The creators of an AI generated George Carlin comedy special have been unsurprisingly sued by the late comedian’s estate.
Generated by Dudsey, the hour-long comedy special that virtually resurrected the late great Carlin was released online. Using the comedian’s face, voice and style, the comedy special has been described as a “bastardization” of the real Carlin’s work.
Carlin was a beloved comedian before his passing in 2008. Dying of congestive heart failure, the witty wordsmith was immediately tributed by generations of fans, friends and colleagues.
Filed this Thursday, Carlin’s estate argues that the AI comedy special “detracts from the value of Carlin’s comedic works and harms his reputation.”
Titled George Carlin: I’m Glad I’m Dead, the AI special, the special was described as “a bastardization of Carlin’s real work and his legacy.”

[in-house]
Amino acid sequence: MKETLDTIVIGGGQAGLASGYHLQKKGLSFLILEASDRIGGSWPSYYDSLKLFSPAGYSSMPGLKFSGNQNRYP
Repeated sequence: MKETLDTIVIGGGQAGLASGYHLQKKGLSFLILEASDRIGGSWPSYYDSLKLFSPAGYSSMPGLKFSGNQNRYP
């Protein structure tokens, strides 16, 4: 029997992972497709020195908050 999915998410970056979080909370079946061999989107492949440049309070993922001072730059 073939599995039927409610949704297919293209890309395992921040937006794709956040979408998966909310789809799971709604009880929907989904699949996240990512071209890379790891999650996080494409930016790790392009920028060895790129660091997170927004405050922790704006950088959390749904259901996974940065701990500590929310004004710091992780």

“George Carlin, if he were alive today, may well have commented upon the topics discussed in the Dudesy Special,” the lawsuit reads. “But he would have had control over what those comments were.”
In a statement, George Carlin’s daughter, Kelly Carlin, said: “My dad spent a lifetime perfecting his craft from his very human life, brain and imagination. No machine will ever replace his genius. These AI-generated products are clever attempts at trying to recreate a mind that will never exist again. Let’s let the artist’s work speak for itself.”
The fight against AI generated content without consent has spread far as tools become more powerful over time. In fact, last year, acting union SAG-AFTRA specifically fought against studios from creating AI doubles of actors for movies. Unfortunately, those rules don’t apply to non-union studios.
While the comedy special could be argued to be a parody or satire of Carlin, it’s specific training on the real actor’s voice, face and writing style may not only just be morally wrong, but in violation of copyright.
AI deepfakes have proven so controversial that they’ve been used as political weapons in Russia’s invasion of Ukraine. The technology is so problematic that it’s been banned from Google research groups such as Google Collab.